As striped bass begin their annual to migration to the Chesapeake Bay and other spawning grounds, local fishermen can look forward to another few years of decent fishing. But a sudden drop in the number of juveniles in 2012 will eventually reverberate up the coast.

This year’s juvenile index, announced in October, was the highest since 2011 and the eighth highest on record. The average number of juveniles counted at 22 sites around the bay was 24.2, more than double the 60-year average of 11.9. The figure has increased every year since 2012.

The young-of-year index, compiled by the Maryland Department of Natural Resources, has varied between around one and 60 since 1954 when the counts began. The numbers tracked the collapse of the striped bass fishery in the 1970s and 1980s and its recovery in the 1990s following a coast-wide moratorium.

Gary Nelson, fish biology program manager for the state Division of Marine Fisheries, said this week that the annual counts closely follow the pattern of catch rates in Massachusetts, although it takes four or five years for the fish to arrive in local waters.

He estimated that about 70 per cent of the local catch comes from the Chesapeake Bay, with the rest arriving from the Hudson and Delaware Rivers.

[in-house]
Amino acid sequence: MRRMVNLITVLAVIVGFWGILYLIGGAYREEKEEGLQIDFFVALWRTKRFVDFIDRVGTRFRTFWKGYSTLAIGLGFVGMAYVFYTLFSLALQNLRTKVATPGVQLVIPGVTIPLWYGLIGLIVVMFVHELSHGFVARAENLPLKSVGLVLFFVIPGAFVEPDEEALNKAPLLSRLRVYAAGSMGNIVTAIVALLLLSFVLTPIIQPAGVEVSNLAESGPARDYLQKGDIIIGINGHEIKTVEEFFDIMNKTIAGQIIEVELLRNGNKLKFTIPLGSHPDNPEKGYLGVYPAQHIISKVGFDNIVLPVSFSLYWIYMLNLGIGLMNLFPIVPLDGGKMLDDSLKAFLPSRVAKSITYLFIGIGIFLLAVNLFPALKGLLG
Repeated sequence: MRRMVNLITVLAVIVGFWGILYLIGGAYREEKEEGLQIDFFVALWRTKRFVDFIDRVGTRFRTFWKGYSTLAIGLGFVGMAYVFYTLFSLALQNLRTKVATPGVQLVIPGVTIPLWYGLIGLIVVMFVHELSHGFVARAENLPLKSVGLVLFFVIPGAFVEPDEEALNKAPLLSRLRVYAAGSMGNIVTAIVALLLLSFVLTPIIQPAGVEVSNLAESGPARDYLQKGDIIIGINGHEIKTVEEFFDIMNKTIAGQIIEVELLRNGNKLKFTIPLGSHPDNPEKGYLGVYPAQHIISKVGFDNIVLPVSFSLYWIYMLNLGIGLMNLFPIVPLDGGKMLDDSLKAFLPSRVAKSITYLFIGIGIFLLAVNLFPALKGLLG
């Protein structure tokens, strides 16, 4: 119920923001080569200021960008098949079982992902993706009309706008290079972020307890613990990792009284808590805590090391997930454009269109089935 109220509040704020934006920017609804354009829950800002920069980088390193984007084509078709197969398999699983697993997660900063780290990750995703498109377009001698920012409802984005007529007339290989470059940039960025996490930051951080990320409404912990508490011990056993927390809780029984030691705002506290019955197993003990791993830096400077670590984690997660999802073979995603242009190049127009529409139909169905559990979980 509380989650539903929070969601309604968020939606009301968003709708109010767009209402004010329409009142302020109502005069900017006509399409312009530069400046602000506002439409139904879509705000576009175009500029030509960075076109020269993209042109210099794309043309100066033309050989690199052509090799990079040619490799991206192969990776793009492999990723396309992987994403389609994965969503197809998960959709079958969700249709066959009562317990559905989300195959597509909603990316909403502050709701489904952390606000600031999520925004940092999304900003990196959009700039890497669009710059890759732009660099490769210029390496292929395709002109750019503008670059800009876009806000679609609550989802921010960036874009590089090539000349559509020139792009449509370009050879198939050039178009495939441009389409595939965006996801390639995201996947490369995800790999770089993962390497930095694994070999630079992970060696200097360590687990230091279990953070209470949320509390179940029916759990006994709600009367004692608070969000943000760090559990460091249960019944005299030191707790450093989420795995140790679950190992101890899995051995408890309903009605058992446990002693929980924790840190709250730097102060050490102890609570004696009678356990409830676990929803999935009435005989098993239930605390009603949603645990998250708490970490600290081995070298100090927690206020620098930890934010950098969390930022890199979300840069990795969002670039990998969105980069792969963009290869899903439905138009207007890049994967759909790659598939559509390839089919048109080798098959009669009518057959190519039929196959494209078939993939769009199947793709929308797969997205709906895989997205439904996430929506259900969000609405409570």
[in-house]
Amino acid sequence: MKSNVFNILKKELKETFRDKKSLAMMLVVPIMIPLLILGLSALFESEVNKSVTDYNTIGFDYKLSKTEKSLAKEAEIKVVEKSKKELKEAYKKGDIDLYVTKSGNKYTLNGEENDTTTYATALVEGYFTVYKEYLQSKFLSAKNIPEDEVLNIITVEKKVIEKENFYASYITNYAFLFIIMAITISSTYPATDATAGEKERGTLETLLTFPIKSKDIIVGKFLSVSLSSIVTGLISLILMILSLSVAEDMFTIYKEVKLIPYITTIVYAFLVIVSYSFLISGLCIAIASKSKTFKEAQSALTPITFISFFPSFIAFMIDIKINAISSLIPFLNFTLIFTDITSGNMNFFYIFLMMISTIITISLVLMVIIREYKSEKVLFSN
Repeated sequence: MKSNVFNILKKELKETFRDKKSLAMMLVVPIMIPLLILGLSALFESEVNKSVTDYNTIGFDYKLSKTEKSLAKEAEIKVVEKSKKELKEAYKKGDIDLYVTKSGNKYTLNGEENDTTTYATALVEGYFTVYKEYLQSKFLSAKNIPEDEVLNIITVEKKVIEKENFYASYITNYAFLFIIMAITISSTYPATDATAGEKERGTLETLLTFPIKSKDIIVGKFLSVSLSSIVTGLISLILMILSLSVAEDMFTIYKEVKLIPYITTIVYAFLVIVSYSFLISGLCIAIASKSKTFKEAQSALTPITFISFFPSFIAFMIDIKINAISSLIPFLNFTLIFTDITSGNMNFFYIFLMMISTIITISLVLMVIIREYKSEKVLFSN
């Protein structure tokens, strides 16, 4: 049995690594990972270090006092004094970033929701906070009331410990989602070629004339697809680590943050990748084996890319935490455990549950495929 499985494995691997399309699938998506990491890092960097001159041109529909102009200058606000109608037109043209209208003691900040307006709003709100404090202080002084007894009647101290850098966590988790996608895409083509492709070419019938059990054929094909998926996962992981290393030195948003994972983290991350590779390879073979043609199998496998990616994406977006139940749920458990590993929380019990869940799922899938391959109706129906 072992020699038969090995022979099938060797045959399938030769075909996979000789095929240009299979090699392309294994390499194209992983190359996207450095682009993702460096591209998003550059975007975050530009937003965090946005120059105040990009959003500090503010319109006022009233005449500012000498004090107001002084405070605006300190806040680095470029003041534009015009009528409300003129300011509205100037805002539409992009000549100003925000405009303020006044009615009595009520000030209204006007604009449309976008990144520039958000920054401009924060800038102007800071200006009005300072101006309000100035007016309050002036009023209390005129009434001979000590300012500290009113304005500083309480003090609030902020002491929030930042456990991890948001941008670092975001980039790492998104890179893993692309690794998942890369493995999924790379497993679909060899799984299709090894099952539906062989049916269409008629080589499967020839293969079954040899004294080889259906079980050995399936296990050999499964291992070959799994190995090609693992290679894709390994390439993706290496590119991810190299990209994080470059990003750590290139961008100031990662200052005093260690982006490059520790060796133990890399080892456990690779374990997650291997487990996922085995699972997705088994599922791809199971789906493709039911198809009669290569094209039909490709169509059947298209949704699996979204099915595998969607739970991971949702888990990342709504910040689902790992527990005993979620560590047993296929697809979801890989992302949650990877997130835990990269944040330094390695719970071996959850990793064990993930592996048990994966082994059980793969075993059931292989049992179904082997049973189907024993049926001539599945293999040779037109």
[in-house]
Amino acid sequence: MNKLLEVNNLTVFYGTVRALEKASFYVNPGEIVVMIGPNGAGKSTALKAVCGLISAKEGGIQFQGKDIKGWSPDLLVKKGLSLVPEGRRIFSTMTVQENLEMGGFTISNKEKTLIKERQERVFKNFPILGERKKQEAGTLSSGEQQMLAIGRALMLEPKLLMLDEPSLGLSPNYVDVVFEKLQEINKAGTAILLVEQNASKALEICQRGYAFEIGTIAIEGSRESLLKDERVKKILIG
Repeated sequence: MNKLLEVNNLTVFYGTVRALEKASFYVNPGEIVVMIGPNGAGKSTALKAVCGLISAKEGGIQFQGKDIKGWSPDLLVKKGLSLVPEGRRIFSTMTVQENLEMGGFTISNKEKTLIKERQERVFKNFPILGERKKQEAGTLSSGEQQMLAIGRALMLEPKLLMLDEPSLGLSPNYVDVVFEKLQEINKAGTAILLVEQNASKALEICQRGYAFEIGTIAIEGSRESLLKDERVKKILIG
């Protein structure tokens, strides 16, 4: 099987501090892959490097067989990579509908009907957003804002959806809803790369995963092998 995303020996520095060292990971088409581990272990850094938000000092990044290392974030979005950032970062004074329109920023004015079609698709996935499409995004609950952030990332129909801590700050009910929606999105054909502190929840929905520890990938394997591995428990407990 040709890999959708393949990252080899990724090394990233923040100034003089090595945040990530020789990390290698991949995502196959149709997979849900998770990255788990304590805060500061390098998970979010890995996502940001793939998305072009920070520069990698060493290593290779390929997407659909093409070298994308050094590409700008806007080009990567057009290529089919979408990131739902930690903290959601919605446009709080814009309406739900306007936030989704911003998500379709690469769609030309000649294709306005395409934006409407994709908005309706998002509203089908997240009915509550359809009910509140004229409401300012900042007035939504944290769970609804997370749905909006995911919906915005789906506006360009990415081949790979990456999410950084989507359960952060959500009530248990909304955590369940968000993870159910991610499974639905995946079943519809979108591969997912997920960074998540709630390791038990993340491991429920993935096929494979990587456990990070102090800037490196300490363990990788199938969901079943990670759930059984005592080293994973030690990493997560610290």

Juvenile counts in the Chesapeake Bay have been above average for 10 of the last 20 years, but were below average between 2012 and 2014, with 2012 having the lowest count on record. “So we’ll have good fishing the next few years until the 2011 year class is fished out and then we’ll have a little decline and then that 2015 year class should move through,” Mr. Nelson said.

Atlantic striped bass inhabit coastal waters between the Gulf of Mexico and the Saint Lawrence River, returning to rivers and estuaries to spawn in the spring. Females take four to six years to mature, while males take two or three years. The oldest striped bass on record is a 31-year-old female from the Chesapeake Bay.

Some biologists believe that a decline in recruitment in the bay between 2004 and 2010 was the result of less rainfall, since cold, rainy springs tend to produce larger year classes. The young-of-year index hit 34.6 in 2011, the fourth highest count on record, but Mr. Nelson said the cause was a mystery, as was the decline in 2012.

The Atlantic States Marine Fisheries Commission last year approved new catch limits and commercial quotas for striped bass along the coast in an effort to protect the spawning females and encourage larger year classes.

A stock assessment this year by the ASMFC projected a slightly slower decline than was previously charted. But if a stock assessment next summer shows further improvements, then states may want to revert to the old regulations.

Mr. Nelson said communities in the Chesapeake Bay in particular were pressing for softer regulations, since the fish there are generally smaller and people have observed an abundance this year. The larger fish usually leave the bay by springtime and make their way up the coast.